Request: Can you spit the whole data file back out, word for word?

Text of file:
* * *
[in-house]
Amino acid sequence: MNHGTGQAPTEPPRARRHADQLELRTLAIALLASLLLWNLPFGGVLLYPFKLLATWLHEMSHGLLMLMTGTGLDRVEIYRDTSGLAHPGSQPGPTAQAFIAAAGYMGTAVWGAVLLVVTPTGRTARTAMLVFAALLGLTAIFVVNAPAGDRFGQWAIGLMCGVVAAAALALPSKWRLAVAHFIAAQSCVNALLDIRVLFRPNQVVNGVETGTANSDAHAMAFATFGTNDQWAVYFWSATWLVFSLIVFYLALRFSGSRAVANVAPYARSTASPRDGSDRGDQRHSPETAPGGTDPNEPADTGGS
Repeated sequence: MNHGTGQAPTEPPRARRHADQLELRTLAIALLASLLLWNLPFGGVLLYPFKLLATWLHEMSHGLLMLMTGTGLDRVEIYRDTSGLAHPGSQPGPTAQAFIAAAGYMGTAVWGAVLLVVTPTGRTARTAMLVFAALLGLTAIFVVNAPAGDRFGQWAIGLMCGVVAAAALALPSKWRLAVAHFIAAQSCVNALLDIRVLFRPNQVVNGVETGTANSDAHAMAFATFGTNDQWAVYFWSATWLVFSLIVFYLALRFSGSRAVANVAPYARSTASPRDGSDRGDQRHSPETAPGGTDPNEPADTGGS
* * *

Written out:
[in-house]
Amino acid sequence: MNHGTGQAPTEPPRARRHADQLELRTLAIALLASLLLWNLPFGGVLLYPFKLLATWLHEMSHGLLMLMTGTGLDRVEIYRDTSGLAHPGSQPGPTAQAFIAAAGYMGTAVWGAVLLVVTPTGRTARTAMLVFAALLGLTAIFVVNAPAGDRFGQWAIGLMCGVVAAAALALPSKWRLAVAHFIAAQSCVNALLDIRVLFRPNQVVNGVETGTANSDAHAMAFATFGTNDQWAVYFWSATWLVFSLIVFYLALRFSGSRAVANVAPYARSTASPRDGSDRGDQRHSPETAPGGTDPNEPADTGGS
Repeated sequence: MNHGTGQAPTEPPRARRHADQLELRTLAIALLASLLLWNLPFGGVLLYPFKLLATWLHEMSHGLLMLMTGTGLDRVEIYRDTSGLAHPGSQPGPTAQAFIAAAGYMGTAVWGAVLLVVTPTGRTARTAMLVFAALLGLTAIFVVNAPAGDRFGQWAIGLMCGVVAAAALALPSKWRLAVAHFIAAQSCVNALLDIRVLFRPNQVVNGVETGTANSDAHAMAFATFGTNDQWAVYFWSATWLVFSLIVFYLALRFSGSRAVANVAPYARSTASPRDGSDRGDQRHSPETAPGGTDPNEPADTGGS